Another band we kept hearing about during last month’s South by Southwest festival was Chicago’s Gypsyblood. The bandformed in 2009 and just released their debut full-length, Cold in the Guestway, which spans a range of sounds—all raw, all rough, and all undeniably appealing. One of our favorite tracks from the album, “In Our Blood,” is this week’s Song of the Week. Gypsyblood’s Adam James took a few minutes recently to sit down and talk with us about their sound, why Chi-town’s awesome, and getting crapped on at shows.
Kindness of Ravens: So, alright, first thing’s first: Really awesome record. Original sound too—very raw and rough but still surprisingly melodic and catchy. Though there are seemingly some definite nods to a few bands I adored in my high school years, Jesus and Mary Chain prime among them. Were you two looking for a particular sound or is it just something that was born organically?
Adam James: It’s organic in terms of content for sure. We’ve never set out to sound like any particular kind of music. We just knew what we liked and went from there. We’ve played music together for so long that basically we don’t have any expectations anymore. Before we could drive, Kyle (Victor) would get dropped off at my house and we would write music together. Ever since we’ve learned each others strengths, weaknesses, and breaking points. We agree on whether something sounds good or whether it sounds like shit and then move on.
It’s funny to us because we had never really heard much of Jesus and Mary Chain until after we did the record and then those comparisons started coming up. But since being exposed to them, we’ve really embraced the comparisons. We were more influenced by bands like the Clean and the Fall going into it, where the catalogues were just all over the place with regards to the musical spectrum. We’ve personally always loved albums where all the songs uniquely lived together without sounding the same. So I guess you could say that that was the only thing we had hoped to accomplish.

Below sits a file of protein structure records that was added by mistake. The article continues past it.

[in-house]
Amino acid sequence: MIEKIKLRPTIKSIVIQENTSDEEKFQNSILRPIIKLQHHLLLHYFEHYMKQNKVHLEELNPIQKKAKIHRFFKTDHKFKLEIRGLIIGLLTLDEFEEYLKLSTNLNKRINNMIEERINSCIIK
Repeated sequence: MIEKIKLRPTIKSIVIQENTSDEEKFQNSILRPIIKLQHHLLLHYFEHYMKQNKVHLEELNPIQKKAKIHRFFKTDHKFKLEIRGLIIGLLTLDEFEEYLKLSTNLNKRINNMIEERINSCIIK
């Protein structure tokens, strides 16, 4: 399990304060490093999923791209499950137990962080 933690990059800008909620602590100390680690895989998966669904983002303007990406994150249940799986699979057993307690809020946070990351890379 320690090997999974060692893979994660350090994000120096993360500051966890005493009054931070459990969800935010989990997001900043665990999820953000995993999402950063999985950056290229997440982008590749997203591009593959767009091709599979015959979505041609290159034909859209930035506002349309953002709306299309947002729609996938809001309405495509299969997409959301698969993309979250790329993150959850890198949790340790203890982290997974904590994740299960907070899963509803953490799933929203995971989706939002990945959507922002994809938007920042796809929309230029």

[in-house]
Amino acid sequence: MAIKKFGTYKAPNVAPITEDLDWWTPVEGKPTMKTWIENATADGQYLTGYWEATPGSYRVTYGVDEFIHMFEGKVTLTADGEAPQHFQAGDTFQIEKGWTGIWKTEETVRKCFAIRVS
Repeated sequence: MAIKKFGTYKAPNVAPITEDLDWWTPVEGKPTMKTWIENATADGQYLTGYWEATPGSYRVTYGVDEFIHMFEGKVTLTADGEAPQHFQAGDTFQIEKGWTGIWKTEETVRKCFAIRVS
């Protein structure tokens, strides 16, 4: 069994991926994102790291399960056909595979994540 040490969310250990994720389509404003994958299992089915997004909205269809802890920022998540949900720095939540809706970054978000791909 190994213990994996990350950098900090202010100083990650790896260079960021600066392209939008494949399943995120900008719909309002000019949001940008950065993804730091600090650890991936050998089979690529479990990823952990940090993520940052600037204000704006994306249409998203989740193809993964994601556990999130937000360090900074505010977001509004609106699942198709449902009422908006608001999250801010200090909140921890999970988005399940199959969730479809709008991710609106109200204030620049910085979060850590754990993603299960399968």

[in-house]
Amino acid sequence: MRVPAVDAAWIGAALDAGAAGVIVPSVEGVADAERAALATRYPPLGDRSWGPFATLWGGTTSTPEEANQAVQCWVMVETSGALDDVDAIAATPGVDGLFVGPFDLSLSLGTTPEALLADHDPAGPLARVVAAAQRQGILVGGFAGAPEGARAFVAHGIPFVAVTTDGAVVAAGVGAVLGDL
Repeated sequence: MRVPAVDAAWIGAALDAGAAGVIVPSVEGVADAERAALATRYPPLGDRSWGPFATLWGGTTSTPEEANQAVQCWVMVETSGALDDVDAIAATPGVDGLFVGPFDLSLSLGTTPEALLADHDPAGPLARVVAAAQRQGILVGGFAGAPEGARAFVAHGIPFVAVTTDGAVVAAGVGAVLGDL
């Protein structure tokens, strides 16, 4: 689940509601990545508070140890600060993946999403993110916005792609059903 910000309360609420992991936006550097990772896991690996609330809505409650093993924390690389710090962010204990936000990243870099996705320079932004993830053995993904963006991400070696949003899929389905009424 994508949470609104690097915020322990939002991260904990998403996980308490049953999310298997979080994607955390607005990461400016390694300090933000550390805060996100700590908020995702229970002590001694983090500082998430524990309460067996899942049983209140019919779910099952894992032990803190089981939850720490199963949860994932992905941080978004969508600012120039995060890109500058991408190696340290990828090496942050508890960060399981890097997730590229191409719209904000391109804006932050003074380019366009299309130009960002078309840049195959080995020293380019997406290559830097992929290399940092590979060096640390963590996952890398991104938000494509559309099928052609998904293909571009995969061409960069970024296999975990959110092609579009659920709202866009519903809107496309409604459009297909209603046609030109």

KoR: A lofty enough goal. So is it just the two of you in the band?
AJ: It started out as the two of us recording, mixing, freezing, pissing each other off, and once the album was done we realized we needed more people to pull it off live. Luckily for us, Chris Alverez and Kyle’s Brother, Ryan, stepped up to be a part of everything as musicians, friends, and brothers. Initially we knew it would be easy to pre-record instruments and be confined to measure rather then impulse, but there is a spontaneity to live performance that we’ve always loved and identified with. We’ve grown up on punk rock and these are aspects that have always been important to us—not the look of music, which is what the media’s focused on most these days, but the aggression that comes with living in a society with one hand tied behind your back.